PR pitches: Can I ask a journalist to see their story before publishing?
Medianet is currently conducting its annual survey of Australian journalists, and a comment left by an anonymous participant caught our eye:
“There’s been a huge spike recently in media officers, and talent themselves, asking and sometimes demanding to see stories prior to publication. This is a very slippery and dangerous slope. Media minders need to know that this is an inappropriate request to make.
It’s also not appropriate to ask to sit in on interviews. When I’m confronted with requests like these, I politely decline, explain why, and go look somewhere else.”
Let’s unpack this!
First of all, what is the journalist’s concern here?
There is a very strong professional value in the media industry for maintaining ‘editorial independence’. Generally, especially in the mainstream news media, it is considered good journalistic practice to produce content that is balanced and accurate without serving to promote anyone’s personal agenda, product or service. A PR professional asking to see a story before it is published can be seen as a threat to this editorial integrity.
Similarly, a journalist may not appreciate a media advisor sitting in on an interview and preventing questions from being asked or censoring responses. Their job is to get to the bottom of an issue or story and this hinders that process.
Journalists also know that authentic, genuine and conversational interview responses create more engaging content for their audience. This is why many journalists prefer to conduct interviews on the phone, rather than over email. If a media advisor sits in on an interview, they might be concerned that the spokesperson will become self-conscious and give a boring interview.
So, can I ask to preview their story?
All journalists and news publications have their own preferences and values, so it’s important to note that this survey respondent’s comment doesn’t speak for everyone. Perhaps you have strong relationships with journalists who have been sharing their unpublished stories with you for years, in which case - carry on!
There are certainly exceptions when journalists may be happy to share an unpublished story, for example in a more advertorial type of media content.
However, for a lot of news journalists this request would be considered bad practice, so it’s best not to risk damaging your relationship with them.
What should I do instead?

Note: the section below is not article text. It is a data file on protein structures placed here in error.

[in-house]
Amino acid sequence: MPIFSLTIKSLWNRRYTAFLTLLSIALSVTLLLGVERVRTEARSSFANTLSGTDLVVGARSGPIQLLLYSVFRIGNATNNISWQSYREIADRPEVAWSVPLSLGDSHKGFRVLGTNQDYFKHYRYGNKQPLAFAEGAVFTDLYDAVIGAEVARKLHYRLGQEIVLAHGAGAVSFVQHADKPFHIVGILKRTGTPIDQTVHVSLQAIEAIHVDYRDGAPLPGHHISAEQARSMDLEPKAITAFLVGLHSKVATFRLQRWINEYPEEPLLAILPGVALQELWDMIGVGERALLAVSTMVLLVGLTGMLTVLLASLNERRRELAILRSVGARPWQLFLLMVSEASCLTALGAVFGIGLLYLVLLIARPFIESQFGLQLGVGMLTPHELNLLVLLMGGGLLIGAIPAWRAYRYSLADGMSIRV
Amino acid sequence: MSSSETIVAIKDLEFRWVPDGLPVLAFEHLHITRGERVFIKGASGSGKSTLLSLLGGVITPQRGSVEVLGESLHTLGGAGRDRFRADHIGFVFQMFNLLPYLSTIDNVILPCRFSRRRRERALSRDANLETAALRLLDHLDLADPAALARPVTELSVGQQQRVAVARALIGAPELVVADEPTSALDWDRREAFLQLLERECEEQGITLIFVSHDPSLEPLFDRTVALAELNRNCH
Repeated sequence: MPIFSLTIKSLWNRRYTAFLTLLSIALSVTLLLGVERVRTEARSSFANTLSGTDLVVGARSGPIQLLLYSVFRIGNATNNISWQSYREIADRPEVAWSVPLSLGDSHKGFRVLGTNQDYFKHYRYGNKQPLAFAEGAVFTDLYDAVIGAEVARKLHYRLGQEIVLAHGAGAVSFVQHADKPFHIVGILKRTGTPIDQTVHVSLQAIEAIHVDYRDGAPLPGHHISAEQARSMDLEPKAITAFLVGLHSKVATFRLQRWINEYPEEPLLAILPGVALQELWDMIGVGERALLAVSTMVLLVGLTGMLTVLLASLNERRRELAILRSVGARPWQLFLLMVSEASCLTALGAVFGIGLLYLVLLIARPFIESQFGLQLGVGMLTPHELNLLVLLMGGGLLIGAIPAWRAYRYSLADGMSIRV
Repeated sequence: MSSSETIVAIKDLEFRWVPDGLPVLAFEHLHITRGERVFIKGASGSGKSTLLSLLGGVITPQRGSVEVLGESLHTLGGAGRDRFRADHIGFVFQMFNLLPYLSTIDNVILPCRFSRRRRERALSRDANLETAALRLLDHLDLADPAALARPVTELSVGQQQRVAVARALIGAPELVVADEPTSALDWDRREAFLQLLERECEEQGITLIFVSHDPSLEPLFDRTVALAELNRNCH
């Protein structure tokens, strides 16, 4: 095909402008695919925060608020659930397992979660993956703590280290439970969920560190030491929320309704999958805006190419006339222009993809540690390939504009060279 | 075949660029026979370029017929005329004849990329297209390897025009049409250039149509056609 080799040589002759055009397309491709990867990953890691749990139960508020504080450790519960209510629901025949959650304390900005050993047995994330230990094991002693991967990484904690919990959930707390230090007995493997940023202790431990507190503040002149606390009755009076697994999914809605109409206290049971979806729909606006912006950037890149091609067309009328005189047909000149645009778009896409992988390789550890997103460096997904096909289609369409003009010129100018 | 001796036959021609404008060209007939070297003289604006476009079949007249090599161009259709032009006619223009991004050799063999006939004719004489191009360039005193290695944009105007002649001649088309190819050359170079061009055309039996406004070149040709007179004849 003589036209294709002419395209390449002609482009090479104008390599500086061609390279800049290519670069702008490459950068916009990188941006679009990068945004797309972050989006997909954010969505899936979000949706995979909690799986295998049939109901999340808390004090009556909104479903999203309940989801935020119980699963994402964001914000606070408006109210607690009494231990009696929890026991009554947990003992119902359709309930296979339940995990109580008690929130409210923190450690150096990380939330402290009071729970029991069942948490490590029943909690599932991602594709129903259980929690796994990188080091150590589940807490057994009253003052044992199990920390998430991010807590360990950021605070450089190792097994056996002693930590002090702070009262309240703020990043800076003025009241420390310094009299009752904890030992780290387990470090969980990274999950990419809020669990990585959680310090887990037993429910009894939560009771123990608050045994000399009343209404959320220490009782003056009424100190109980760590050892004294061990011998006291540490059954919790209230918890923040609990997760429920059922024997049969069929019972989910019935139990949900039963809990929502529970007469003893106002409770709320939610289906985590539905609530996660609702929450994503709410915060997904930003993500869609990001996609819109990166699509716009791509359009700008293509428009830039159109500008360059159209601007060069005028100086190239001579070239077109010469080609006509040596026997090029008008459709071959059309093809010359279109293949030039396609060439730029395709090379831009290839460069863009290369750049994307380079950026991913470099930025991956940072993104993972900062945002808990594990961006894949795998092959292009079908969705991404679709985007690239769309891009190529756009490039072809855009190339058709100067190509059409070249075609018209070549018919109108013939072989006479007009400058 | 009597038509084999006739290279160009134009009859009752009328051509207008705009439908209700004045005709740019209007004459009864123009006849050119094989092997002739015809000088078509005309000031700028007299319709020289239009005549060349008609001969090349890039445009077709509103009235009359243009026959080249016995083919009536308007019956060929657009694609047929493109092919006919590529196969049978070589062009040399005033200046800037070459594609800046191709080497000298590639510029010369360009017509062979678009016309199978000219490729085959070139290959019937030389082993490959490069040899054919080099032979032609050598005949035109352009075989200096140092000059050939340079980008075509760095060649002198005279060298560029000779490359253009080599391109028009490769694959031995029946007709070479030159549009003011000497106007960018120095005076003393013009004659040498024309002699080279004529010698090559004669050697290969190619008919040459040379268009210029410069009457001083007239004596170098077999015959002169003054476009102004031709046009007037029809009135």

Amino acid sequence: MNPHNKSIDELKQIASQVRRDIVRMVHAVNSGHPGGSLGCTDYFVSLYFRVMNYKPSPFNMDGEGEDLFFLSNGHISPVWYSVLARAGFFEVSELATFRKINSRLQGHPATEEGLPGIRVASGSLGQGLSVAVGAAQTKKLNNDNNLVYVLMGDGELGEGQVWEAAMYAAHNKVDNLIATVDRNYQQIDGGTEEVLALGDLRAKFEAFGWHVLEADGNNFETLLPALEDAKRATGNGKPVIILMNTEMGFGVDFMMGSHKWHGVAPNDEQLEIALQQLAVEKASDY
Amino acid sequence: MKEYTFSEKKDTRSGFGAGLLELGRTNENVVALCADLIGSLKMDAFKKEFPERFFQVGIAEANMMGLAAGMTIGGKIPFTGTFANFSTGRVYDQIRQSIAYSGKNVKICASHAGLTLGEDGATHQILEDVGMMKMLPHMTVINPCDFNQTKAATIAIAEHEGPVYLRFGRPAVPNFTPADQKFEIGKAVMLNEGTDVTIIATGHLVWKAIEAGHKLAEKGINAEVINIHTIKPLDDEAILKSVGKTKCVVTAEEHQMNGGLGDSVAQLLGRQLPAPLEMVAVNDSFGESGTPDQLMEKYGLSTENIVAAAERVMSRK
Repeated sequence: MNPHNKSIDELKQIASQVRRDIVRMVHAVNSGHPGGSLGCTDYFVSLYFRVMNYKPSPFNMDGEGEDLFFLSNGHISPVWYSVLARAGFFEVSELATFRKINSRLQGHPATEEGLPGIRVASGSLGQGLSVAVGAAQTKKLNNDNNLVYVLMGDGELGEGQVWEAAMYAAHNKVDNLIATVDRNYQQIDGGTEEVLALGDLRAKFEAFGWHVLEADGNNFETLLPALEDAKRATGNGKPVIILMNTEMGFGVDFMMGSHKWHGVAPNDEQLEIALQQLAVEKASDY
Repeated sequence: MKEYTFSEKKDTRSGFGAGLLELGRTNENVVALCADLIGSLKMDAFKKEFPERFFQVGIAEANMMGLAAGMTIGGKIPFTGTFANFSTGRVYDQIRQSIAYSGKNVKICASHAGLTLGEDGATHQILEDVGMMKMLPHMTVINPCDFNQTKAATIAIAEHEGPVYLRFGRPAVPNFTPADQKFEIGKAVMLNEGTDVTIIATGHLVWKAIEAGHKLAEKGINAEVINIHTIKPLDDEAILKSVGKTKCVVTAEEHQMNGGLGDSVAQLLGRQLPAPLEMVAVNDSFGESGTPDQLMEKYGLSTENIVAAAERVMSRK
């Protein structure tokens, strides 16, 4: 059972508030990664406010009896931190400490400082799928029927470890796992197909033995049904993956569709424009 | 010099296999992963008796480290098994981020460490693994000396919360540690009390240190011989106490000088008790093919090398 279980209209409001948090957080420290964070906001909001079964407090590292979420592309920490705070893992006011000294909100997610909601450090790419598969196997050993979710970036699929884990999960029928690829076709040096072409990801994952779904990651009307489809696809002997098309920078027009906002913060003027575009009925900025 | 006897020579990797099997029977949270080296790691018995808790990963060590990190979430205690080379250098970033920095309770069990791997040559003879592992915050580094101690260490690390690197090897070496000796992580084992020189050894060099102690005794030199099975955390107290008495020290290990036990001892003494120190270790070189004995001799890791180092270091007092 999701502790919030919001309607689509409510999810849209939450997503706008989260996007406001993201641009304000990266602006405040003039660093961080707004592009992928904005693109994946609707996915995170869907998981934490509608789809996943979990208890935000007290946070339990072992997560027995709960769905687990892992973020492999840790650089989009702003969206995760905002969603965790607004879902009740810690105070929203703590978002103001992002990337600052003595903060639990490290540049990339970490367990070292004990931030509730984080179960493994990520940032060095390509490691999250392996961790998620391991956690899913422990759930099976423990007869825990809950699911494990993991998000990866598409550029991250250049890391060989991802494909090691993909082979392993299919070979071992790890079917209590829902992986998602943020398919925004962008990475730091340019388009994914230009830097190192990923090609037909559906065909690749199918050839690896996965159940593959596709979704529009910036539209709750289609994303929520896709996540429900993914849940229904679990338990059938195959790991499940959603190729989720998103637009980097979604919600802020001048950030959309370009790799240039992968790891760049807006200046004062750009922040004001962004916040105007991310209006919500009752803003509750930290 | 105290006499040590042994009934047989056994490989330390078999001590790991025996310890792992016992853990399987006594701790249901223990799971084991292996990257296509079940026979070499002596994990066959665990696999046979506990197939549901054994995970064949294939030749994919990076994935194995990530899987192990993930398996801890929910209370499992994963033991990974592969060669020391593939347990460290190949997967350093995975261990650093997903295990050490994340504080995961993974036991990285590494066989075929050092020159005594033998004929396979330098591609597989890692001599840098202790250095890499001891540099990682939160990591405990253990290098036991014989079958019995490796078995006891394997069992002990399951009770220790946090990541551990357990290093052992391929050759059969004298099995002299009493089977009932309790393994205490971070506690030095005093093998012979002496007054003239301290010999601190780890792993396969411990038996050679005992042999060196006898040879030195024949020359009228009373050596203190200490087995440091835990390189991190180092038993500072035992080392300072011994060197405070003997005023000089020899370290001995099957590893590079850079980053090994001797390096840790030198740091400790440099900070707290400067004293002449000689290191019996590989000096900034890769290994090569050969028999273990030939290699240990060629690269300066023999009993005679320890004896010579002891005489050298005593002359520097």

The best way to ensure you, your spokesperson or your clients are represented accurately in a media story is to give a well-prepared interview. Most journalists are well-meaning and want to represent you accurately, they will not be trying to twist your words. As long as the spokesperson can stand by what they said in the interview, there is generally not much more you can do to ensure a media story shows you in a favourable light.
This article has some tips on how to prepare spokespeople for their next media interview.
Although many journalists will refuse this request as well, asking journalists before an interview for an overview of questions is less frowned upon than asking to see the story post interview. At the very least, they should be happy to provide you with an indication of the topics they would like to discuss.
If you are really concerned about the journalist misrepresenting you in their story, you could consider asking if it’s ok to record the interview yourself so you have a copy of it as well.
Medianet has also partnered with the experts from It’s PR Darlings podcast to offer an online course on crisis communications. This could be particularly helpful in preparing for a tricky interview for a story where you feel you or your client might not be portrayed very positively. The course includes crisis communication theory, examples of crises and inappropriate/appropriate responses and a workbook to create your own crisis communications plan so you are prepared to give an exemplary response which minimises reputational harm to yourself, your business or your client if you make the news for the wrong reasons.